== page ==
Hawaii doctors proactive about swine flu

Dr. Roger Kimura
Dr. Roger Kimura
Susan Takayama
Susan Takayama

By Leland Kim - bio | email

HONOLULU (KHNL) - Hawaii has no confirmed cases of the swine flu.  But despite Hawaii's clean bill of health so far, doctors aren't taking any chances.

The Queen's Emergency Room, as well as primary care doctors' offices, are the front line in the war against this virus.  Many doctors have added additional steps in place to catch patients who have symptoms of swine flu.

Dr. Roger Kimura's job has changed slightly ever since swine flu, or the H1N1 virus started in Mexico.

"I discussed with the staff how to screen people on the phone," Dr. Kimura said. "Which people we may want to take special precautions and care with."

He even has a sign in his waiting room to better screen patients.

"It's making me very nervous," Kaneohe Resident Susan Takayama said. "I'm conscious of when I go out, if I cough, I don't want to be near people. I think they're going to think I have the swine flu. And I don't want to be near people coughing either so hope everybody takes it seriously."

The World Health Organization has been busy, trying to get a handle on this virus.  The Threat Level is at Phase 5, just one below a pandemic level.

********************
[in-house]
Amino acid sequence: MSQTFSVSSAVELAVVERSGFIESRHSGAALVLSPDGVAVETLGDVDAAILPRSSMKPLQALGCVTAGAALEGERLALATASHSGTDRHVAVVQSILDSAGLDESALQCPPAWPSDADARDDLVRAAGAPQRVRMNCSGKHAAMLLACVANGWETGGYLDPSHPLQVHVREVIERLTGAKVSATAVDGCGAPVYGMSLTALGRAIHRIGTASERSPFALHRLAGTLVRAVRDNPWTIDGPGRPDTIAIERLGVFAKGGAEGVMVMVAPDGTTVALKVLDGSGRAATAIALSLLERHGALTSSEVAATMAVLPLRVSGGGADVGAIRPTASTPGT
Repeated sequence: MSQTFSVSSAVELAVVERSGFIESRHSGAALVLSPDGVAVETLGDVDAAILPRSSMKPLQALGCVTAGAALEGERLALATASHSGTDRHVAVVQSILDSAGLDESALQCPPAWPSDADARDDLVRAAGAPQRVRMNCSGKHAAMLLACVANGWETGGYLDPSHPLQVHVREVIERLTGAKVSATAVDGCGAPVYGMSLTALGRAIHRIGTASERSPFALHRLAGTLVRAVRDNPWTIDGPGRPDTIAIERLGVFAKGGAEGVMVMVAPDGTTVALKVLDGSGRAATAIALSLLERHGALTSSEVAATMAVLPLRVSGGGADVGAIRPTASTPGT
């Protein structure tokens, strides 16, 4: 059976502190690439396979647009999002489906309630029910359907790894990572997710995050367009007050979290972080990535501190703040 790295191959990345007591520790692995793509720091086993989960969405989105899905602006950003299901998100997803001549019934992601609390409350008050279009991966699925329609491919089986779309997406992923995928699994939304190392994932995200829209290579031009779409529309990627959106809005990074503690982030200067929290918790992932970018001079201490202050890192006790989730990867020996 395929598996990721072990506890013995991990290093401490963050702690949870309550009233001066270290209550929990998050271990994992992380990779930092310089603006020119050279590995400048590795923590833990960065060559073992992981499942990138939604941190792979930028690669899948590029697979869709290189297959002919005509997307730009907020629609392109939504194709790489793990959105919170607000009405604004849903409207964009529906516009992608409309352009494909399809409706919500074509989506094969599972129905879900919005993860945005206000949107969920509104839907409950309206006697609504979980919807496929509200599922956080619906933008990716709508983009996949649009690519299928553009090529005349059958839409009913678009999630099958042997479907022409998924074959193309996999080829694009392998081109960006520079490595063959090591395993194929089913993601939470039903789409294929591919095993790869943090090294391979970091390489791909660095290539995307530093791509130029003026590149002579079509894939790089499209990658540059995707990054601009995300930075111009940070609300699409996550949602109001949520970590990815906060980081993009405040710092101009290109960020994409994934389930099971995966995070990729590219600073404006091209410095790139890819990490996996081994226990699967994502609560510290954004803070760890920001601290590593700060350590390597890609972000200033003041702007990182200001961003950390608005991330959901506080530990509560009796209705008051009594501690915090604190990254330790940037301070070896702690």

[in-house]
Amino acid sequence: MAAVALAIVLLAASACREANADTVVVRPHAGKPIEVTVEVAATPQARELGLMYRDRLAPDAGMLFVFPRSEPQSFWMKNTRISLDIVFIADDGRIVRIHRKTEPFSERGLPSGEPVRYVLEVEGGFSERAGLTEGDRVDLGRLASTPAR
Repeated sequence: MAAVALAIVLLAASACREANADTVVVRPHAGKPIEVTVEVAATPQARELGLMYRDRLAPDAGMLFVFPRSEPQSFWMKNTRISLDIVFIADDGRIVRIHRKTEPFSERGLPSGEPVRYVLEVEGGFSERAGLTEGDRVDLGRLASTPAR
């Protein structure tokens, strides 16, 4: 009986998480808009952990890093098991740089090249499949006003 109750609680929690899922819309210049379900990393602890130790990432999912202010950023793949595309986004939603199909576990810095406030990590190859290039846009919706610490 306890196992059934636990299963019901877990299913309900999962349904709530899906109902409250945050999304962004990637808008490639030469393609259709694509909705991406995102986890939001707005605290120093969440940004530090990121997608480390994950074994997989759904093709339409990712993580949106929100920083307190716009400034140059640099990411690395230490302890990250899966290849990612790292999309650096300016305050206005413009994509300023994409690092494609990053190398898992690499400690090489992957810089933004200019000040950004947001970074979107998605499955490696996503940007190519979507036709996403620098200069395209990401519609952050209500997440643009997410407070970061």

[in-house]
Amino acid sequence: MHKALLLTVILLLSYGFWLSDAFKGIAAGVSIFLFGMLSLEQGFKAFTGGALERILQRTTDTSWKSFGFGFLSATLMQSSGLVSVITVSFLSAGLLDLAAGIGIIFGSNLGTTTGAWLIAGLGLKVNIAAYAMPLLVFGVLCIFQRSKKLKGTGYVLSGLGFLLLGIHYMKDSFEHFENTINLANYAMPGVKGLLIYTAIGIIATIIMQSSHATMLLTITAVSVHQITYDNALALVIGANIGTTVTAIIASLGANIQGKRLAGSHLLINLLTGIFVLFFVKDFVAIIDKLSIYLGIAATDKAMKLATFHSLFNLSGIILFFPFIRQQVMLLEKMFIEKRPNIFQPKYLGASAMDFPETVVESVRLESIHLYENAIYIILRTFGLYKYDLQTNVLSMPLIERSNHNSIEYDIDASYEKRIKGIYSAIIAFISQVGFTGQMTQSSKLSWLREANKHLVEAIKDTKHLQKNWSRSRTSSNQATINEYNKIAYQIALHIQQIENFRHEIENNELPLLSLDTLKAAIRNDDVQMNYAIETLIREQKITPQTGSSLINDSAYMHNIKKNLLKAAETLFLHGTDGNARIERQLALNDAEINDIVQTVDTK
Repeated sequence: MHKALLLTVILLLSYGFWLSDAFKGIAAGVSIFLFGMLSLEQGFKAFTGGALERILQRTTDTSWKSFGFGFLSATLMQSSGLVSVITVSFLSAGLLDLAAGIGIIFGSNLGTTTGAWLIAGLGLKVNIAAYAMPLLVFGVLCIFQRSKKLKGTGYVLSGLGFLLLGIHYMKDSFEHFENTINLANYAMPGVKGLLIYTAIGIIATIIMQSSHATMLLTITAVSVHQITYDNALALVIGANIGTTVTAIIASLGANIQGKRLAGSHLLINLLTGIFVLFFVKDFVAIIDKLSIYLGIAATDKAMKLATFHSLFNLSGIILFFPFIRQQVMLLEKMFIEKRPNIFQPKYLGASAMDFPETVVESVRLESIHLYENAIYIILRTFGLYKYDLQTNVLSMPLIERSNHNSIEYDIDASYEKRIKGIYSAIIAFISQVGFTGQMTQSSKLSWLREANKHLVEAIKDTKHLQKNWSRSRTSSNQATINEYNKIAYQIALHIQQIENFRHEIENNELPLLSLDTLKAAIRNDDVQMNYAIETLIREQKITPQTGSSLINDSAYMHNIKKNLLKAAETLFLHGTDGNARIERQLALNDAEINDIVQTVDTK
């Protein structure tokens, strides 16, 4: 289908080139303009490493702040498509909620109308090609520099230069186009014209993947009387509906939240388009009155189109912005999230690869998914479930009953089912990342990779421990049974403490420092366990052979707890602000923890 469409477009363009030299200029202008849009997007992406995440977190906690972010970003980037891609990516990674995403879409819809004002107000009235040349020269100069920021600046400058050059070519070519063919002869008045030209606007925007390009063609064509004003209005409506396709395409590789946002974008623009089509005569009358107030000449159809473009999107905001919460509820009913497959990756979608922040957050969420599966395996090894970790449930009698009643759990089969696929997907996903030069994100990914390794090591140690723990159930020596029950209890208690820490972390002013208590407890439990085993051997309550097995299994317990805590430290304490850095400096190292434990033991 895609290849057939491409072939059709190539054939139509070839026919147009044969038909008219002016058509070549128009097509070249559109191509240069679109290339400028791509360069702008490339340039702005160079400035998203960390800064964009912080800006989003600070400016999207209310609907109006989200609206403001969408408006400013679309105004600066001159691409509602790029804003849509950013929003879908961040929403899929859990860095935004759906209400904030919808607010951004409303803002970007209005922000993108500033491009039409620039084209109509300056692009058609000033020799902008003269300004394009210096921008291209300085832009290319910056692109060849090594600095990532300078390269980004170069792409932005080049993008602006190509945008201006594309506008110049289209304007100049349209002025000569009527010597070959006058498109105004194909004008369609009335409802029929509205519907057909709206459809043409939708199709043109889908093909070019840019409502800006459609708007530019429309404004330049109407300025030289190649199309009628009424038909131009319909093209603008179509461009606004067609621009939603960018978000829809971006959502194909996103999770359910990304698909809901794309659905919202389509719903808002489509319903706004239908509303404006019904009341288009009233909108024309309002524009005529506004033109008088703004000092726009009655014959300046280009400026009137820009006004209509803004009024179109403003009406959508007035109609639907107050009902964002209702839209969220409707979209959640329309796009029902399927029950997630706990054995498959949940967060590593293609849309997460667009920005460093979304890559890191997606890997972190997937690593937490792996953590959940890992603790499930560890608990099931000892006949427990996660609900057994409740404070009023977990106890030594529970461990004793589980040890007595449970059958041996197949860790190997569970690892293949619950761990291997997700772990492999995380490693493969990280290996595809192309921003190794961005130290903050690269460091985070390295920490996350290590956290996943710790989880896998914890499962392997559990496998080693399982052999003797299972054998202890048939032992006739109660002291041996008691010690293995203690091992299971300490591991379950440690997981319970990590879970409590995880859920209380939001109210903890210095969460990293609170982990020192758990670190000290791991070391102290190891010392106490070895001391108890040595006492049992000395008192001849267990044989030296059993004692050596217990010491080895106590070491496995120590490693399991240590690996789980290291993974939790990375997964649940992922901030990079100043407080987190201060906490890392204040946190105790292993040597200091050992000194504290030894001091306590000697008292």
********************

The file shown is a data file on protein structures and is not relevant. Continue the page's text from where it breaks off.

"It's going to be difficult to contain," Dr. Roger Kimura said. "It becomes more of a public health issue, getting people to stay here, not going to work."

Although Hawaii has no confirmed cases of swine flu, some believe that could change.

"It's just a matter of time before it reaches Hawaii," Dr. Kimura said. "So realistically anyone who's traveled or had contact with someone who's traveled within seven days of when the illness starts."

Some air travelers in Hawaii have started using protective face masks.

The important thing to remember is that not all masks are created equal. A basic mask does not prevent viruses from passing through. That's why you need a higher grade respirator mask, the N95, to protect yourself from swine flu and other influenza.

Still the H1N1 virus is new and unpredictable.

"No one's even sure if it's going to behave like any other influenza," Dr. Kimura said. "So the incubation period classically for influenza is seven days, no one knows if that applies in this situation."

That's why Hawaii residents are doing what they can to minimize their risk.

"Well, we're not planning to travel anywhere," Takayama said. "We had no plans. We usually go to Las Vegas, but we're not even going there."

Some doctors say they have not seen an increase in the number of patients. Others say this is the longest flu season they can recall.

If the virus reaches Hawaii, doctors say it may change how they see patients; seeing sick patients in the morning and healthy ones in the afternoon, for example.